Paul Pettypiece consulting research logo Red Deer station, coal chutes, park 95 years ago

Paul Pettypiece


 The Forth

Rails and




    Rail Heritage


    Alberta Central
    Heritage Model
    Rail Project

 Rail History

 Red Deer
 and Area



Contact Me
 Site Map



old CPR bridge in downtown Red Deer

corner of Gaetz and Ross downtown

modern CPR locomotives

historic Red Deer CPR station
Mintlaw ACR trestle

Red Deer Downtown/Rail Yard District/Riverlands Redevelopment Proposal 2008
'Moving People by Rail' Themed Community
Celebrating the City's Past as a Passenger Hub and
Showcasing the Future Potential of Moving People by Rail

Historic Rail Background

downtown originates with coming of the railwayThe location of downtown Red Deer was determined as a result of a deal between homesteader Rev. Leonard Gaetz and James Ross of the Calgary-Edmonton Railway (Canadian Pacific) in 1891. The railway had looked at a number of sites to cross the Red Deer River including 'the Crossing' upstream (old Red Deer-Fort Normandeau) and the confluence of the Red Deer and Blindman Rivers downstream. Rev. Gaetz offered half his land for a townsite if the railway crossed the river on his property.

Red Deer develops with the railwayThriving downtowns had developed in Red Deer, Innisfail and Lacombe and all three communities were approximately the same size at the turn of the century, all vying to become the focal point of Central Alberta.

It was when the Canadian Pacific Railway decided to make Red Deer the divisional point between Calgary and Edmonton that the destiny of downtown Red Deer as the hub of Central Alberta became established.

railway station, park and coal chutesAs well as building a new station, the Canadian Pacific built a roundhouse, coal chutes and other maintenance facilities to the west of the downtown in the area now known as Riverlands and Cannery Row. The railway was the primary employer, customer and supplier for the fast-growing city.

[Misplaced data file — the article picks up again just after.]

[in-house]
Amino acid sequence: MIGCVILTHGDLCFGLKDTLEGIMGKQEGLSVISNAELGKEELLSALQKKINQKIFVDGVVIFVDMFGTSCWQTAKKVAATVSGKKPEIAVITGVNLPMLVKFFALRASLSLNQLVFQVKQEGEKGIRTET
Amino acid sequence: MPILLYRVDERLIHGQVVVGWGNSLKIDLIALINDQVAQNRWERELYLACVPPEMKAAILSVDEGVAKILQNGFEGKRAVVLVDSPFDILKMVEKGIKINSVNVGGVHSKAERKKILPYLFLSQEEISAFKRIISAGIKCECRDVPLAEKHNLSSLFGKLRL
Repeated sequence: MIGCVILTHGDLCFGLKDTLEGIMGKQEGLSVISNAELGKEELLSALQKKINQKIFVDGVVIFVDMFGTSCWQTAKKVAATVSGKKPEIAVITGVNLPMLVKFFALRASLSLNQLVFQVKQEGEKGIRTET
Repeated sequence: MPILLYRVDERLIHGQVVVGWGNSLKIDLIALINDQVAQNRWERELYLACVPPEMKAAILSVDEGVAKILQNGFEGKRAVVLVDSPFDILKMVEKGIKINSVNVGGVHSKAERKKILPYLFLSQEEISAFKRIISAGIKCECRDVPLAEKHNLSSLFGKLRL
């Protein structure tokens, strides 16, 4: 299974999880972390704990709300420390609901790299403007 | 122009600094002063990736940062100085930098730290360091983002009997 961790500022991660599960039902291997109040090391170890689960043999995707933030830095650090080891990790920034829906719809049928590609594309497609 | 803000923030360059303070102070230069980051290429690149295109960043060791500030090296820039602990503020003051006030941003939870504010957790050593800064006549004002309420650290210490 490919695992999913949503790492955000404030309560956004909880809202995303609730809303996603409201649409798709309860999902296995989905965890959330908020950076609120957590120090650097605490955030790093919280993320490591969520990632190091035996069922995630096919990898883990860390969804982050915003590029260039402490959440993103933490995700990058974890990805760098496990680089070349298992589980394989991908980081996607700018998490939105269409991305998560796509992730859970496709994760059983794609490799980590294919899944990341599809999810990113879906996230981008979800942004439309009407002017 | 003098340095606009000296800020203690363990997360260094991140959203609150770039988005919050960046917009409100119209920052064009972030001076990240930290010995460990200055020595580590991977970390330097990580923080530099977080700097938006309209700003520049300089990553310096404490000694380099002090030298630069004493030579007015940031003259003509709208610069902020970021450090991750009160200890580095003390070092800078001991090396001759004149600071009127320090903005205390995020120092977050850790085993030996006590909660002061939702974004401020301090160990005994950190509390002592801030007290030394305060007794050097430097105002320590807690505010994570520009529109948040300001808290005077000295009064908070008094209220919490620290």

The rapid growth, the central location and the enthusiastic entrepreneurial spirit of its citizens attracted more railways to look at Red Deer as the hub of regional systems.

restored CPR 2816The Alberta Central Railway made Red Deer its headquarters for what was envisioned as part of a transcontinental system from the West Coast to Eastern Canada. The Canadian Northern Railway planned to make the city its divisional point for its own Calgary-Edmonton main line. The Grand Trunk Pacific saw north Red Deer as the divisional point for its east-west line. And Canadian Pacific planned to construct a line from Red Deer to Drumheller. Between 1911 and 1914, it seemed that Red Deer would become the railway hub of Alberta with plans for railways running from the city in nine directions. The businesses of downtown Red Deer thrived and had their own vision of a major city rivaling or exceeding Calgary and Edmonton.

Alberta Central Railway bridge across Red Deer RiverThe First World War and a recession put a grinding halt to many of the ambitious plans and many of the railways went broke. The Canadian Pacific took over the Alberta Central and finished its line to Rocky Mountain House but no further. The ACR trestle across Kin Kanyon and the railway yards in Mountview were removed, as was the bridge over the CPR into West Park. The Canadian Northern and the Grand Trunk Pacific became part of the Canadian National Railway system with a station at the current location of the Co-op Plaza shopping centre on the east side of downtown. With the CN bridge crossing the river frequently being washed out in the spring breakup, the railway linked its station with the CP line through the area where the Golden Circle, museum, recreation centre and Lodge hotel are now located.

looking down Ross St. to historic railway stationBut the Canadian Pacific continued to be one of the dynamic forces in the economy of downtown Red Deer.

For 94 years, the Canadian Pacific moved people in and out of Red Deer, from the earliest passenger trains carrying immigrants in 1891, the troop trains of the two world wars, the intercity Jubilee Chinooks of the mid-1930's until the mid-1950's to the dayliners from the mid-1950's until 1985.

Back to Proposal

The Calgary and Edmonton Railway (now Canadian Pacific Railway main north-south line)
The Alberta Central Railway (abandoned Canadian Pacific Alberta Central subdivision)

Railway Heritage Preservation in Central Alberta
Paul Pettypiece consulting research logo2

      Copyright 2008 All Rights Reserved.                                          Copyright, Terms of Use, Privacy Policy